93 posts • joined Thursday 1st May 2008 13:15 GMT
@AC 2009-10-23 23:34
"Paris, because I wouldn't mind browsing her operating system."
What does that even mean? How does one browse an operating system? Paris's operating system? Her software that allows her to run other software? Her central nervous system? If the latter, then you are a very strange person. If the former, I didn't realise Paris had released an OS. Where can I download it? Is it proprietary or open source? Lets hope it doesn't come bundled with IE.
Every $100 spent with Fair was $100 that Adobe didn't get. They can't say the buyer would have paid the full price because there is no evidence to suggest that, but Fair is profiting off Adobe's work, with little outlay to himself. Seems like Adobe is due the money.
pro-alcohol more vocal
It could just be that drunk people shout more.
The fervent anti-grog brigade may be just like everyone else, and it could just be pro-grog people who think everyone is with them, because they're drunk. Alcohol is shown to increase your self confidence.
This study needs to be re-run on a topic where one extremity of the specturm of opinion could be unaturally confident.
"Vint Cerf commented: "[The agreement] fulfils a long-standing objective of the original formation of Icann: to create an organisation that can serve the world's interest in a robust, reliable and interoperable internet.""
Is that what ICANN will do, or will they continue to act as a way to control what people can and can't access?
You're right, states are allowed to make stupid laws.
The way the court enforced the law was to say that the advert of the dildo is immoral. It clearly isn't. It is the court who made a call on how to interpret a law about obscenity. Clearly they haven't grown up out of their playground mentality with regards to sex.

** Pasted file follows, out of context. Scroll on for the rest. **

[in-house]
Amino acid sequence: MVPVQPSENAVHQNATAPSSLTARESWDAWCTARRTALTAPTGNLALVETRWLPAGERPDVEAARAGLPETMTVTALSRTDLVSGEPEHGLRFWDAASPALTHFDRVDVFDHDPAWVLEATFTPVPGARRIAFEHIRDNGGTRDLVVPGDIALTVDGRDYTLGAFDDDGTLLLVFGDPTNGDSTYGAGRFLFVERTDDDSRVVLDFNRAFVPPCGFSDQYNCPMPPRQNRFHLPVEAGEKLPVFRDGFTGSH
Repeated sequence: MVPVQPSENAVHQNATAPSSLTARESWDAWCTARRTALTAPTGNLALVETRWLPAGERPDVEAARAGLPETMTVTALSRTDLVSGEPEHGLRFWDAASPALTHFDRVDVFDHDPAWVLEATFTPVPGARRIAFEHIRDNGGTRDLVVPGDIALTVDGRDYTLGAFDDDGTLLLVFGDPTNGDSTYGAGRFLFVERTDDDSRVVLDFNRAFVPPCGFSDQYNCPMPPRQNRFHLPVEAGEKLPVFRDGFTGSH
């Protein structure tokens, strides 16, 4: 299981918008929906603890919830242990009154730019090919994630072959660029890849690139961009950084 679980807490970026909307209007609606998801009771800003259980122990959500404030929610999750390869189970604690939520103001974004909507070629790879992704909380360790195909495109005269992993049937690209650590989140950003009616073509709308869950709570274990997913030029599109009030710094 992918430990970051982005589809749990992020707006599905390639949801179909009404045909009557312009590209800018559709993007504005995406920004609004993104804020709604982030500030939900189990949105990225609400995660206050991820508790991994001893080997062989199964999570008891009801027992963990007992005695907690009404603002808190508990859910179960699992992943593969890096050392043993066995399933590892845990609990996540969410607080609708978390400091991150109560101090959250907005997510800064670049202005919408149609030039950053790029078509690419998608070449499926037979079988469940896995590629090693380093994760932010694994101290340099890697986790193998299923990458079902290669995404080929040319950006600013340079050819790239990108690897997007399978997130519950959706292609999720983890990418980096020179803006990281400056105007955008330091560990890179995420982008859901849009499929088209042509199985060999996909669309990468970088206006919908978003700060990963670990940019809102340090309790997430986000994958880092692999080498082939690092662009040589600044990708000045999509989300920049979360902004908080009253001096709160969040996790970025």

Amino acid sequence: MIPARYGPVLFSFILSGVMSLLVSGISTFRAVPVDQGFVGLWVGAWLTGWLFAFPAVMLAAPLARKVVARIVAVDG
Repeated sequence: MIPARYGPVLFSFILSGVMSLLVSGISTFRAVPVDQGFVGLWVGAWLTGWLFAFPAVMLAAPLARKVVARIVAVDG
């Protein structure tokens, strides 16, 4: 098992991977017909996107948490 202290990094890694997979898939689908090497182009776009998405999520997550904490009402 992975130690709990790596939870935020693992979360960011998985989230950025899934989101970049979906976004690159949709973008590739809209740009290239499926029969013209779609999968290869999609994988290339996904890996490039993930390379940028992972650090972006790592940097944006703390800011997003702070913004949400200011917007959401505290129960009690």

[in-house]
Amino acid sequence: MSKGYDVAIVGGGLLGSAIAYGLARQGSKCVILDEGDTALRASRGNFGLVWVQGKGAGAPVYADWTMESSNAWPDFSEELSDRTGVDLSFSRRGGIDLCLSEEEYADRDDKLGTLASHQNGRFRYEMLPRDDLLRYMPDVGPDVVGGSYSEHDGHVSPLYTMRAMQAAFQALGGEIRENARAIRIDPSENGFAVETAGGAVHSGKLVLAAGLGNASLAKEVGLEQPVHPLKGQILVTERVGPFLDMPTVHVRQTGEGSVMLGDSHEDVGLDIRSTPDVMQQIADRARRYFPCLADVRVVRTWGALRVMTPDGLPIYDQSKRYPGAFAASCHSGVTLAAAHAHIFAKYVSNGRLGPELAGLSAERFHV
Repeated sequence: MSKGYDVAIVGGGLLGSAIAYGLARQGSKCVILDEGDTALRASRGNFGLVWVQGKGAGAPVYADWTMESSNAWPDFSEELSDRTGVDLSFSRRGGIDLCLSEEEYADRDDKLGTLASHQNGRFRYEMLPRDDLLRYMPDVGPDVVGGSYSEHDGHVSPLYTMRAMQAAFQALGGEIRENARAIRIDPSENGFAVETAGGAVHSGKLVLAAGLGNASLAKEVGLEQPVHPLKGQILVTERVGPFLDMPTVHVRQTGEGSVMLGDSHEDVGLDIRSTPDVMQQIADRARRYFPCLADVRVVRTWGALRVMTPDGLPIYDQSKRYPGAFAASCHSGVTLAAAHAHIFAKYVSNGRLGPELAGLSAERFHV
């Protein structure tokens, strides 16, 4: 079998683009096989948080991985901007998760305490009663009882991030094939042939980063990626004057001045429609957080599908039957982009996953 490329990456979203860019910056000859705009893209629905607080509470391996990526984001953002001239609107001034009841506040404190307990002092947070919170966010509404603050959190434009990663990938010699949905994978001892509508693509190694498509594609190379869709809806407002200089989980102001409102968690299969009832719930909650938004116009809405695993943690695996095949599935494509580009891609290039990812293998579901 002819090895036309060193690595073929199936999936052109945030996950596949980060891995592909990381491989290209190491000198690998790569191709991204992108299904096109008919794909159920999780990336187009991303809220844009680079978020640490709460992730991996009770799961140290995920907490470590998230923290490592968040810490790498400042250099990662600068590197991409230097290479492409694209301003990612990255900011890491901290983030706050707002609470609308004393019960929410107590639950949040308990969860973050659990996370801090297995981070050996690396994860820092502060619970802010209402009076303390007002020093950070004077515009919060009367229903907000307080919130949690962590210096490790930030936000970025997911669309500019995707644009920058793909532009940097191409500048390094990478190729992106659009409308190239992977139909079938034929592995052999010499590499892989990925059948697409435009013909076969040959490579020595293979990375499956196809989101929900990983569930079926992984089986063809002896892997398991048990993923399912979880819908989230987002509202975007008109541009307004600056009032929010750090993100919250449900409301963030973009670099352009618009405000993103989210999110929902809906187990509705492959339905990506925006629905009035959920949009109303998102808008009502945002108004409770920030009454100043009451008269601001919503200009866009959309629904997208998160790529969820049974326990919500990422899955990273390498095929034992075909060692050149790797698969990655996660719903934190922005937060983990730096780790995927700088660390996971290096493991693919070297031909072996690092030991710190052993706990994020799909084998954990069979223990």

So the government won't fund (or makes such funding difficult to get) research that doesn't help the UK economy within a time frame they see as beneficial.
Was someone surprised?
We live in a country governed by and for impatient consumerists who enjoy the short cuts that technology gives them. It has been this way for a long time. This is the cause of the popularisation of many, many things; such as indoor plumbing, electricity in homes, the printing press, cars and so forth. We don't like having to give things up for the better in the long run - especially when the long run is so far off we have trouble accurately predicting it.
Researchers cannot fight the government and corporations. If there are researchers willing to work for them then they will get their marketable goods and ideas.
Enabling research for research's sake enriches a community by making creativity the cornerstone of how the community is perceived. It makes people want to work together. But it is a lot slower at producing results. In our nation our government tells us we should strive to be "better" than Germany, or Japan and this makes me sad. We should strive to be a more coherent community, less focused on wealth generation and more focused on quality of life.
Quote: The justices noted: "As the 11th Circuit pithily and somewhat coarsely stated: 'There is nothing "private" or "consensual" about the advertising and sale of a dildo.'"
Nor is there anything obscene about it. The court's playground morality is telling.
It's a good idea; writing C# is a lot easier than writing C. But the problem comes when the app writer tries to price their app. At $400+ per year will iPhone developers be able to sell their apps at a price people are willing to pay (less than $1)?
If one were to stop paying, does that mean that you can no longer develop with mono for iPhone, or that you no longer get support?
Generalising is a great way to try and stir people up, but it doesn't produce accurate statements. (Over-generalisation can be a contributing factor to depression.)